Vice was uncooperative. Id. ¶ 13. Vice's
vital signs were stable, he was alert and oriented, and was
cleared by Health Services. Id. ¶¶ 14-15.
filings must be liberally construed. Erickson v.
Pardus, 551 U.S. 89, 94 (2007) (citation omitted). Even
with this construction, “a pro se [filing] must contain
specific facts supporting its conclusions.” Martin
v. Sargent, 780 F.2d 1334, 1337 (8th Cir. 1985);
Ellis v. City of Minneapolis, 518 Fed.Appx. 502, 504
(8th Cir. 2013). Summary judgment on all or part of a claim
is appropriate when the movant “shows that there is no
genuine dispute as to any material fact and the movant is
entitled to judgment as a matter of law.” Fed.R.Civ.P.
56(a); see also In re Craig, 144 F.3d 593, 595 (8th
Cir. 1998). The moving party can meet its burden by
presenting evidence that there is no dispute of material fact
or that the nonmoving party has not presented evidence to
support an element of its case on which it bears the ultimate
burden of proof. Celotex Corp. v. Catrett, 477 U.S.
317, 322-23 (1986).
the moving party has met this burden, “[t]he nonmoving
party may not ‘rest on mere allegations or denials, but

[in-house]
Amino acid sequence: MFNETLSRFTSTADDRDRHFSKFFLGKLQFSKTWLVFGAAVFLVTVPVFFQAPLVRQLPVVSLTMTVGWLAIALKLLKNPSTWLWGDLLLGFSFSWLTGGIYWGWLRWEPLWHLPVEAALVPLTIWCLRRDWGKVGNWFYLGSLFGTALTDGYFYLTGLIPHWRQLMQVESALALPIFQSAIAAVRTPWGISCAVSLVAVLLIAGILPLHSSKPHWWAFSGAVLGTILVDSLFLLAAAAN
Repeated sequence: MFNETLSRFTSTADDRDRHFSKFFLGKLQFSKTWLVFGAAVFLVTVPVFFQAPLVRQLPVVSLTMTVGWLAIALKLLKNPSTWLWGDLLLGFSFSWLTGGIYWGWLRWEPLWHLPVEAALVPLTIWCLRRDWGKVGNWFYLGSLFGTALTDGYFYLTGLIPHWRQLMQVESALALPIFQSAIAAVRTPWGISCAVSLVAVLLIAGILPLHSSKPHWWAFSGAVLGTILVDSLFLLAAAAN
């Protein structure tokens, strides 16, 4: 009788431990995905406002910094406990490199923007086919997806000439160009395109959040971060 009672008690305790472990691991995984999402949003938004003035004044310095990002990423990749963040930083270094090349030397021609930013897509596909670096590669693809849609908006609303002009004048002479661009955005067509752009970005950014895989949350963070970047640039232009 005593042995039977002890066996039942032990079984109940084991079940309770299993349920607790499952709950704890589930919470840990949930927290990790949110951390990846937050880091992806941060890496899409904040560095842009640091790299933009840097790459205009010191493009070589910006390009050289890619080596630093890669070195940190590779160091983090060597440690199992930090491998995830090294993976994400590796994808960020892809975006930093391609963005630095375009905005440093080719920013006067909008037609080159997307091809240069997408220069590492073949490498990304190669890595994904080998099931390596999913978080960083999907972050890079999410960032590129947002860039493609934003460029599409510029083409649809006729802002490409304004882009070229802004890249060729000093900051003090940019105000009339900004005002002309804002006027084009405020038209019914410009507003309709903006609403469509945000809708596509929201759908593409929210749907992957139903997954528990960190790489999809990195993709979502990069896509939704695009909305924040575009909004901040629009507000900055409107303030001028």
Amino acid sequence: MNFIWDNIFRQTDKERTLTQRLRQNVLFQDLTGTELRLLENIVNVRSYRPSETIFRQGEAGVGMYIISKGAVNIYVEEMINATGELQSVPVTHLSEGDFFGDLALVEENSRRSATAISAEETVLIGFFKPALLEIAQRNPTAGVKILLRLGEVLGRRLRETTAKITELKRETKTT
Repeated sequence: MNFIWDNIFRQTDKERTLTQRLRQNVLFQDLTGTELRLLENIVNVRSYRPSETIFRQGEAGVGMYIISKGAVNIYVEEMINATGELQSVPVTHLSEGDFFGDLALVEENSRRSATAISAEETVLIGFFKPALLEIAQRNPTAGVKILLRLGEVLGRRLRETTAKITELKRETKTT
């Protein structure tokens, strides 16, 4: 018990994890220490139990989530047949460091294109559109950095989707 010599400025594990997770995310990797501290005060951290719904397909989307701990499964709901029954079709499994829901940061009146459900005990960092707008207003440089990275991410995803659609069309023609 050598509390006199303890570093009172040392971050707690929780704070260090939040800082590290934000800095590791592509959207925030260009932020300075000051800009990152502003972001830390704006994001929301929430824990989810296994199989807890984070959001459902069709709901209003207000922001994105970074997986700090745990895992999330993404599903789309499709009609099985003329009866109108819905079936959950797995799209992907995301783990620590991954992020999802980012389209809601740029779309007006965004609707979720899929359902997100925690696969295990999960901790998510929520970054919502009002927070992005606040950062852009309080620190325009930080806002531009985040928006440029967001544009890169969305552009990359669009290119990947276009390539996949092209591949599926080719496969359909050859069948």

must demonstrate on the record the existence of specific
facts which create a genuine issue for trial.' ”
Mosley v. City of Northwoods, 415 F.3d 908, 910 (8th
Cir. 2005) (quoting Krenik v. Cty. of Le Sueur, 47
F.3d 953, 957 (8th Cir. 1995)). “Further, ‘the
mere existence of some alleged factual dispute between the
parties is not sufficient by itself to deny summary judgment.
. . . Instead, the dispute must be outcome determinative
under prevailing law.' ” Id. at 910-11
(quoting Get Away Club, Inc. v. Coleman, 969 F.2d
664, 666 (8th Cir. 1992)). The facts, and inferences drawn
from those facts, are “viewed in the light most
favorable to the party opposing the motion” for summary
judgment. Matsushita Elec. Indus. Co. v. Zenith Radio
Corp., 475 U.S. 574, 587 (1986) (quoting United
States v. Diebold, Inc., 369 U.S. 654, 655 (1962)).
alleges that under 42 U.S.C. § 1983 the defendants
violated his Eighth Amendment rights. Dockets 1, 10.
Defendants allege that they are entitled to qualified
immunity and there are no material facts in dispute ...